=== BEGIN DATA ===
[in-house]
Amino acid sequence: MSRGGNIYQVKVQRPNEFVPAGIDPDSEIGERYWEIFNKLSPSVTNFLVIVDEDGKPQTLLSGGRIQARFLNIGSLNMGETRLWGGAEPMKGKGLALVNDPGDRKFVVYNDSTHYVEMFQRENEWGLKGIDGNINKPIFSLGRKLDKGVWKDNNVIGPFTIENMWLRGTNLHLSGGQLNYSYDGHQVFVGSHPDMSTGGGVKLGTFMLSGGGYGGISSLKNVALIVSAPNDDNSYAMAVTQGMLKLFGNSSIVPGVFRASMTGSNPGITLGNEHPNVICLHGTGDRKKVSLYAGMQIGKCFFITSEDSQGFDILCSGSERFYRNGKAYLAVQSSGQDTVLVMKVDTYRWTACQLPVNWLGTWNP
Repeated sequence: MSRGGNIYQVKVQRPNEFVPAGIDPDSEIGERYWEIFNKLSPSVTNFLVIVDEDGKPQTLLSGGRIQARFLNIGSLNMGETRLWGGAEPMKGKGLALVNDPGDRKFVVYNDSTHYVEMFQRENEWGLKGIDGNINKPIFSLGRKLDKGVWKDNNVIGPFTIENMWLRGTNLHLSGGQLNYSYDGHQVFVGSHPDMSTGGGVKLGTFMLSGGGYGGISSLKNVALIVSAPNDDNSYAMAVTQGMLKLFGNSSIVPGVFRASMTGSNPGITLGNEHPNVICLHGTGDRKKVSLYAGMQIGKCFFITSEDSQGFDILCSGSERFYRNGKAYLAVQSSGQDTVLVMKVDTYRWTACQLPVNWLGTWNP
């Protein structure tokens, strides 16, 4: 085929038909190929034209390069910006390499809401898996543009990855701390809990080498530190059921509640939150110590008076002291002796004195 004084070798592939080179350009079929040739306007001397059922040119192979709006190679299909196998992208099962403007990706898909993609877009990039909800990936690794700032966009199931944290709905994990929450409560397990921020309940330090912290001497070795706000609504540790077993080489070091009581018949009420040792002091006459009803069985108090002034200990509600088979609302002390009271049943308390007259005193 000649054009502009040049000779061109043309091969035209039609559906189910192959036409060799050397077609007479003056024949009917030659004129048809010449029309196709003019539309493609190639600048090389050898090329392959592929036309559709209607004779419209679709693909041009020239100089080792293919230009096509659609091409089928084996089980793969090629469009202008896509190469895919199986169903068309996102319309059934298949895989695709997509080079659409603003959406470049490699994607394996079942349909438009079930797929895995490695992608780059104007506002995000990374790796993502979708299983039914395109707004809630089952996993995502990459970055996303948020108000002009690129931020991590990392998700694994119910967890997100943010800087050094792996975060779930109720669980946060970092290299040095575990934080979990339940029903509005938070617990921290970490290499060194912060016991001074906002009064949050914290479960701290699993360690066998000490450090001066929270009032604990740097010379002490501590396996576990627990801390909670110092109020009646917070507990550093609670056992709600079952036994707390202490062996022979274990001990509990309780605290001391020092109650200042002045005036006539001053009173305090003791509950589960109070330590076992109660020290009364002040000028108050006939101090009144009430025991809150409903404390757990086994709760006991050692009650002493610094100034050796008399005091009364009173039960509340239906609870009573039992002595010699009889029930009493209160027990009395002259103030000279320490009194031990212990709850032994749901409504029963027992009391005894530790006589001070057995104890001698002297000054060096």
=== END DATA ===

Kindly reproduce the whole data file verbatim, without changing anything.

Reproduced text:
[in-house]
Amino acid sequence: MSRGGNIYQVKVQRPNEFVPAGIDPDSEIGERYWEIFNKLSPSVTNFLVIVDEDGKPQTLLSGGRIQARFLNIGSLNMGETRLWGGAEPMKGKGLALVNDPGDRKFVVYNDSTHYVEMFQRENEWGLKGIDGNINKPIFSLGRKLDKGVWKDNNVIGPFTIENMWLRGTNLHLSGGQLNYSYDGHQVFVGSHPDMSTGGGVKLGTFMLSGGGYGGISSLKNVALIVSAPNDDNSYAMAVTQGMLKLFGNSSIVPGVFRASMTGSNPGITLGNEHPNVICLHGTGDRKKVSLYAGMQIGKCFFITSEDSQGFDILCSGSERFYRNGKAYLAVQSSGQDTVLVMKVDTYRWTACQLPVNWLGTWNP
Repeated sequence: MSRGGNIYQVKVQRPNEFVPAGIDPDSEIGERYWEIFNKLSPSVTNFLVIVDEDGKPQTLLSGGRIQARFLNIGSLNMGETRLWGGAEPMKGKGLALVNDPGDRKFVVYNDSTHYVEMFQRENEWGLKGIDGNINKPIFSLGRKLDKGVWKDNNVIGPFTIENMWLRGTNLHLSGGQLNYSYDGHQVFVGSHPDMSTGGGVKLGTFMLSGGGYGGISSLKNVALIVSAPNDDNSYAMAVTQGMLKLFGNSSIVPGVFRASMTGSNPGITLGNEHPNVICLHGTGDRKKVSLYAGMQIGKCFFITSEDSQGFDILCSGSERFYRNGKAYLAVQSSGQDTVLVMKVDTYRWTACQLPVNWLGTWNP
């Protein structure tokens, strides 16, 4: 085929038909190929034209390069910006390499809401898996543009990855701390809990080498530190059921509640939150110590008076002291002796004195 004084070798592939080179350009079929040739306007001397059922040119192979709006190679299909196998992208099962403007990706898909993609877009990039909800990936690794700032966009199931944290709905994990929450409560397990921020309940330090912290001497070795706000609504540790077993080489070091009581018949009420040792002091006459009803069985108090002034200990509600088979609302002390009271049943308390007259005193 000649054009502009040049000779061109043309091969035209039609559906189910192959036409060799050397077609007479003056024949009917030659004129048809010449029309196709003019539309493609190639600048090389050898090329392959592929036309559709209607004779419209679709693909041009020239100089080792293919230009096509659609091409089928084996089980793969090629469009202008896509190469895919199986169903068309996102319309059934298949895989695709997509080079659409603003959406470049490699994607394996079942349909438009079930797929895995490695992608780059104007506002995000990374790796993502979708299983039914395109707004809630089952996993995502990459970055996303948020108000002009690129931020991590990392998700694994119910967890997100943010800087050094792996975060779930109720669980946060970092290299040095575990934080979990339940029903509005938070617990921290970490290499060194912060016991001074906002009064949050914290479960701290699993360690066998000490450090001066929270009032604990740097010379002490501590396996576990627990801390909670110092109020009646917070507990550093609670056992709600079952036994707390202490062996022979274990001990509990309780605290001391020092109650200042002045005036006539001053009173305090003791509950589960109070330590076992109660020290009364002040000028108050006939101090009144009430025991809150409903404390757990086994709760006991050692009650002493610094100034050796008399005091009364009173039960509340239906609870009573039992002595010699009889029930009493209160027990009395002259103030000279320490009194031990212990709850032994749901409504029963027992009391005894530790006589001070057995104890001698002297000054060096």